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“It is never too late to be wise.” – Daniel Defoe, Robinson Crusoe
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After yesterday’s plunge, bargain hunters are nowhere to be found this morning as futures are lower again and indicating losses of nearly 1% at the open. Markets in Asia and Europe were weak overnight but not as bad as it was here yesterday. Treasury yields are lower this morning as investors start to worry more about rising recession risks, and crude oil is lower. One bright spot this morning is bitcoin which is trading up nearly 1%.
On the economic front, initial jobless claims were higher than expected but still extremely low relative to history. Continuing claims were slightly lower than expected while the Philly Fed came in lower than expected (2.6 vs 15.0). The only other reports on the calendar for today (and the week) are Existing Home Sales and Leading Indicators.
In today’s Morning Lineup, we recap overnight trading in Asia and Europe (pg 4), economic data in Asia and Europe (pg 5), and a lot more.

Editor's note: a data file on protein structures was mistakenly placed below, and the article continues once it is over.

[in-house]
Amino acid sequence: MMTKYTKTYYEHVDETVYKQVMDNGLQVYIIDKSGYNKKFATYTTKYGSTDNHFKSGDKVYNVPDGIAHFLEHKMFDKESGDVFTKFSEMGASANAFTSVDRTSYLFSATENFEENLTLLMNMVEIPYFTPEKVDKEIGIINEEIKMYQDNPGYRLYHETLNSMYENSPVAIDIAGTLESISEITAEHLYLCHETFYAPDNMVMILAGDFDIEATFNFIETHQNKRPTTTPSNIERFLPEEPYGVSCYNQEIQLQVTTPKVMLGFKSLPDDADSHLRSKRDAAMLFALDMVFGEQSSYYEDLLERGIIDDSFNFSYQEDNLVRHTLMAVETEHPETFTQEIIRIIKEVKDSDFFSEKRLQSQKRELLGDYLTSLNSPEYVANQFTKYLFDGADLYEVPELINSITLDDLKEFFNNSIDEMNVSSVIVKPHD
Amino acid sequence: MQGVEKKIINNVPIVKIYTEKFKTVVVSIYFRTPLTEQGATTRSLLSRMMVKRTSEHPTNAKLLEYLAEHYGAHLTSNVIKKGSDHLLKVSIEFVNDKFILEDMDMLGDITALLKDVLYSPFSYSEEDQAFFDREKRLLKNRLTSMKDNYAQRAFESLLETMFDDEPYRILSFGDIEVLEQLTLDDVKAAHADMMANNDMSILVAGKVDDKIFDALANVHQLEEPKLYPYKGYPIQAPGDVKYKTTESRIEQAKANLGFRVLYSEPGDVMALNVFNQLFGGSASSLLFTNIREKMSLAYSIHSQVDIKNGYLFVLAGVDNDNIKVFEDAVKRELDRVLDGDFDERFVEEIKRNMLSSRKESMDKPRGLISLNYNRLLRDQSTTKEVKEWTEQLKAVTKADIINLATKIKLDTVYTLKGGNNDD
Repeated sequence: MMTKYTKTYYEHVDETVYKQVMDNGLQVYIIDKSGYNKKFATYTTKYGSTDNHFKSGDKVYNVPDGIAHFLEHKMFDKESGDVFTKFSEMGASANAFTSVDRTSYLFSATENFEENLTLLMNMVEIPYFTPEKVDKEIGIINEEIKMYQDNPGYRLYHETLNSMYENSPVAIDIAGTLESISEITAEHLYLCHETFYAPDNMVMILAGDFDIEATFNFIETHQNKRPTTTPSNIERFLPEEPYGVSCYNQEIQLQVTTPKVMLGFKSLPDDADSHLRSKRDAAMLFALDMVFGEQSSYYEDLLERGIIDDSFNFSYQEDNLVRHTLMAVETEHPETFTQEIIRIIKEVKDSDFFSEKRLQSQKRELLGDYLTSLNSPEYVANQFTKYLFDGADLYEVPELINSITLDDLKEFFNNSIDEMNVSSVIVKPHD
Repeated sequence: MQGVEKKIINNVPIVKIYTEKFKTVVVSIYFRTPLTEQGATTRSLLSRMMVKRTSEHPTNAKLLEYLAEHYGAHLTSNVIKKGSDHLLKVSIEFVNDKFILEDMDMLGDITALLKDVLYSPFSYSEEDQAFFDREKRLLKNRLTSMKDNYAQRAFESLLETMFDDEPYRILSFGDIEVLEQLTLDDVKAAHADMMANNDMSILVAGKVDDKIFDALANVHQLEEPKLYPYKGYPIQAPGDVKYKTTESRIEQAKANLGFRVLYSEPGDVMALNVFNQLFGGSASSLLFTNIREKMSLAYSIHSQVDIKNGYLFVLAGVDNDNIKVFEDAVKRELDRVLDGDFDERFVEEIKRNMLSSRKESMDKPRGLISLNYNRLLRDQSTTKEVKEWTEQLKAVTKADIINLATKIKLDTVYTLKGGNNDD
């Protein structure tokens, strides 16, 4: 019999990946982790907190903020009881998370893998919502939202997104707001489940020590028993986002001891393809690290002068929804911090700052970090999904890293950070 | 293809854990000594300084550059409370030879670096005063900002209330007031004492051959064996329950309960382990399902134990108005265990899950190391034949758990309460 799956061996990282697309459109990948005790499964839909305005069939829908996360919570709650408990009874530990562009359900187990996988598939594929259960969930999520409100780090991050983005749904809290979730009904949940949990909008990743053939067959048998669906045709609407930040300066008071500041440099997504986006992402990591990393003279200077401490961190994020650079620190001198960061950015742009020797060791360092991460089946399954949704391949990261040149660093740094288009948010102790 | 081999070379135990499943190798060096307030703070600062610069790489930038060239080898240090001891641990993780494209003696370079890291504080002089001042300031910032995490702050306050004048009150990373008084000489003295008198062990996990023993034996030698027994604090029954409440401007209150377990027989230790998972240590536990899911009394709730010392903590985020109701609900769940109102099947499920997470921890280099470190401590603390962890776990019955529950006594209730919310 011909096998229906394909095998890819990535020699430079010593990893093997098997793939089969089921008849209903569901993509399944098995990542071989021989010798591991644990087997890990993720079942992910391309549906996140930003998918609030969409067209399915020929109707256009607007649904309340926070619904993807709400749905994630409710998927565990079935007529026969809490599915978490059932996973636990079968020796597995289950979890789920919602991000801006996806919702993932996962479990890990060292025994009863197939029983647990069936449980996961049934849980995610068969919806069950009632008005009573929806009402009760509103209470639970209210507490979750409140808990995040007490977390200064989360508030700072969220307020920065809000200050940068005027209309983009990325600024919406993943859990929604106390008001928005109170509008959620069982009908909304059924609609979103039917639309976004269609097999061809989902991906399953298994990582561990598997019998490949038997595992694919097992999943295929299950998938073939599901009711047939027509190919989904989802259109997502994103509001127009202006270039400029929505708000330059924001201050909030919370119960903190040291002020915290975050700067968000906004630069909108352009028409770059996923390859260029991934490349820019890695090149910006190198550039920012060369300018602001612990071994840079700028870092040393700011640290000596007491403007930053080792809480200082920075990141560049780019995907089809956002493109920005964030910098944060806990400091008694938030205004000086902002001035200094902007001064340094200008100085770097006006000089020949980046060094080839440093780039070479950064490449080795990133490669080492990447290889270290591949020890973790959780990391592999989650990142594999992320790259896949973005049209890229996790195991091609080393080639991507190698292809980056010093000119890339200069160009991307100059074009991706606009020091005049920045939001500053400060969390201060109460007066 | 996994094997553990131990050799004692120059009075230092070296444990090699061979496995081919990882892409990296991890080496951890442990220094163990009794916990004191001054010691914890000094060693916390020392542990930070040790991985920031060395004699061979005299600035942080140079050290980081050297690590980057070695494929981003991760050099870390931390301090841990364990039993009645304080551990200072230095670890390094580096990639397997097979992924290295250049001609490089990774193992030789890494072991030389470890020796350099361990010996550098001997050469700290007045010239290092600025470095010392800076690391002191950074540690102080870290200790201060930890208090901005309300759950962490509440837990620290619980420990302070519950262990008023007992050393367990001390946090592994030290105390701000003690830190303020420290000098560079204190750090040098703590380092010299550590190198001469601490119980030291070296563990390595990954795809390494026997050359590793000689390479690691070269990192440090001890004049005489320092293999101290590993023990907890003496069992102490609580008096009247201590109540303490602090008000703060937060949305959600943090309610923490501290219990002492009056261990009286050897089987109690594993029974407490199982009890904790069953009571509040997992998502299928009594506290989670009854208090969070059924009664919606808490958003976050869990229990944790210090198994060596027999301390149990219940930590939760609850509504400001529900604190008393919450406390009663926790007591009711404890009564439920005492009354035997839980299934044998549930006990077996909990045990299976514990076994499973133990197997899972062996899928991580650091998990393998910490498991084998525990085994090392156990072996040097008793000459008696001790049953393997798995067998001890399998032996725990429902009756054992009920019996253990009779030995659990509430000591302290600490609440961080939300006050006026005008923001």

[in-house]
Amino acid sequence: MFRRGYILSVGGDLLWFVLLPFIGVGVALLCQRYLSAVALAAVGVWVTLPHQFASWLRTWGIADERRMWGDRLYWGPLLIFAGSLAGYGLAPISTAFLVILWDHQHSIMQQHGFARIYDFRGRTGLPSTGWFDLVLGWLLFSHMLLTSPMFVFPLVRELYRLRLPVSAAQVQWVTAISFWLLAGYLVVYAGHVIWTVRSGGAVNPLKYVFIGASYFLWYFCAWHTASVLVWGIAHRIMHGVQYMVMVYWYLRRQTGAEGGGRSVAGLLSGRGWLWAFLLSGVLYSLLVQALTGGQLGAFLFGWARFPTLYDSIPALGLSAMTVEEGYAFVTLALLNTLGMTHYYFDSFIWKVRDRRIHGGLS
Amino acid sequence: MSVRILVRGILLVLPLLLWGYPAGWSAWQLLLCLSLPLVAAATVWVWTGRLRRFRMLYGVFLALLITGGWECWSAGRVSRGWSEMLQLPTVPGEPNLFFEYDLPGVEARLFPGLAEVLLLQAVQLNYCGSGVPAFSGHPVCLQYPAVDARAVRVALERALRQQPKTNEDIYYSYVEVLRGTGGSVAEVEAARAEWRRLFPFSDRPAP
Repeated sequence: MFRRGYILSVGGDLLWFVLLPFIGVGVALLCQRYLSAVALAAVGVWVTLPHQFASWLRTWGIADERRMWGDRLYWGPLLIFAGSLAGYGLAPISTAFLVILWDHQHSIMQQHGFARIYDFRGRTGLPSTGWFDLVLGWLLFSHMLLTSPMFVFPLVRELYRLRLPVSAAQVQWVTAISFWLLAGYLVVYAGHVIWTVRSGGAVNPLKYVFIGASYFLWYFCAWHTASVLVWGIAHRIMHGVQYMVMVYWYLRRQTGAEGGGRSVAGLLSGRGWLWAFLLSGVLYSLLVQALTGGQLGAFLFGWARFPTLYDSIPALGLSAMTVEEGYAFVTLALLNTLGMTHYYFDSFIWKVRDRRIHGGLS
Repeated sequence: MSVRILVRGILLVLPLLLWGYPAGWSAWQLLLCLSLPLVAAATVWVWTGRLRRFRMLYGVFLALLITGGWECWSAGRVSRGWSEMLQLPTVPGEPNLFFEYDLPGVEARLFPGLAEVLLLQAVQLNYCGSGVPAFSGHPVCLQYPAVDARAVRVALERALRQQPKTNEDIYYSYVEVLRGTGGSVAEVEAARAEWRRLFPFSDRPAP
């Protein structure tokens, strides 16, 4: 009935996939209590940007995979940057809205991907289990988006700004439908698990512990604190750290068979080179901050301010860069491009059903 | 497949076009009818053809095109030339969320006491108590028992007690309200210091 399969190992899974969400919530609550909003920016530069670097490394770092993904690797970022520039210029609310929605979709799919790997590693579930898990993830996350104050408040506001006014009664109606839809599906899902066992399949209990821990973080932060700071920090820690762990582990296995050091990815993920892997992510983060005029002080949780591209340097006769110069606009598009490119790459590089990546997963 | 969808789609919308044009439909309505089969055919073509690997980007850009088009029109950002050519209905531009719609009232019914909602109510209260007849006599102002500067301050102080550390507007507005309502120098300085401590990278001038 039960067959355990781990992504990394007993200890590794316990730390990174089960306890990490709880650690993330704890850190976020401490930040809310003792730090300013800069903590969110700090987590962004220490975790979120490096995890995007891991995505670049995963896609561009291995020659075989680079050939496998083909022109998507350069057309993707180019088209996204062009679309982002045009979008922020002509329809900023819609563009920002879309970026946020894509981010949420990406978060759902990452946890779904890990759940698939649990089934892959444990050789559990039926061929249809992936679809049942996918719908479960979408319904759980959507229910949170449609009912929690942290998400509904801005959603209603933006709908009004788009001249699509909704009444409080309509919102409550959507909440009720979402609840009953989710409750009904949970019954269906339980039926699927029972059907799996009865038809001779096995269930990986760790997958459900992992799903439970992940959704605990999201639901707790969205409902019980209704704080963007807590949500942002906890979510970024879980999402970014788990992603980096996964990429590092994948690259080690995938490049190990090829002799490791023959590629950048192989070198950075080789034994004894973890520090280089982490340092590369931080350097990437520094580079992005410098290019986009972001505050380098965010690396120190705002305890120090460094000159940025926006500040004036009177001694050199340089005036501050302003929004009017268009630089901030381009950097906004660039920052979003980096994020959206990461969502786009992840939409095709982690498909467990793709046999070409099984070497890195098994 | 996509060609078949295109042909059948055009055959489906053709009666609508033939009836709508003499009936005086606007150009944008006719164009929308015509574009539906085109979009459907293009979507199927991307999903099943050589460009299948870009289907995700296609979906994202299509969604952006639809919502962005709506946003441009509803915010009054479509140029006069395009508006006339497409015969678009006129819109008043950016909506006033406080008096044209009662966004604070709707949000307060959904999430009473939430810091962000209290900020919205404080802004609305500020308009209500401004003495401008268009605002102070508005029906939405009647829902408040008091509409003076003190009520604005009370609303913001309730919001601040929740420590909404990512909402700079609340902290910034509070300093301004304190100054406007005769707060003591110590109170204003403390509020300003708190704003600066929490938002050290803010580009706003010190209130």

When the levels of uncertainty in the economy reach levels like they are at now, you get days like the last two where the S&P 500’s daily advance/decline (A/D) reading exceeds +400 one day and then falls below -400 the next. Like the CEOs of two of the nation’s largest retailers, investors have no idea what to make of the current environment.
Yesterday was just the 22nd time since 1990 that the S&P 500 had an ‘all’ day (S&P 500 daily A/D reading above +400) immediately followed by a ‘nothing’ day (S&P 500 daily A/D reading below -400). Of those 21 prior occurrences, none occurred before 2007. The chart below shows where each of those back-to-back readings occurred. While there have only been 22 occurrences over the last 30 years, two of them have now happened this month! Overall, though, these back-to-back readings have generally occurred during pullbacks and are an indication of extreme volatility and uncertainty.
Earlier this year when the market was falling, ‘all or nothing’ days were notably missing. The reason was mostly due to the fact that the Energy sector was moving in the opposite direction of the broader market, so when stocks rallied, the energy sector declined and vice versa. In recent weeks, though, we’ve seen the pace of all or nothing days pick up notably. In just the last 20 trading days, there have been eight all-or-nothing days, which is far from a record but certainly at the high end of the historical range.
For the year, there have now been ten all-or-nothing days, which brings the pace for 2022 up to 26. Again, 26 all-or-nothing days for the calendar year would be nowhere near an extreme for a calendar year, but it is still relatively high. Like the temperature, day-to-day volatility is certainly picking up.
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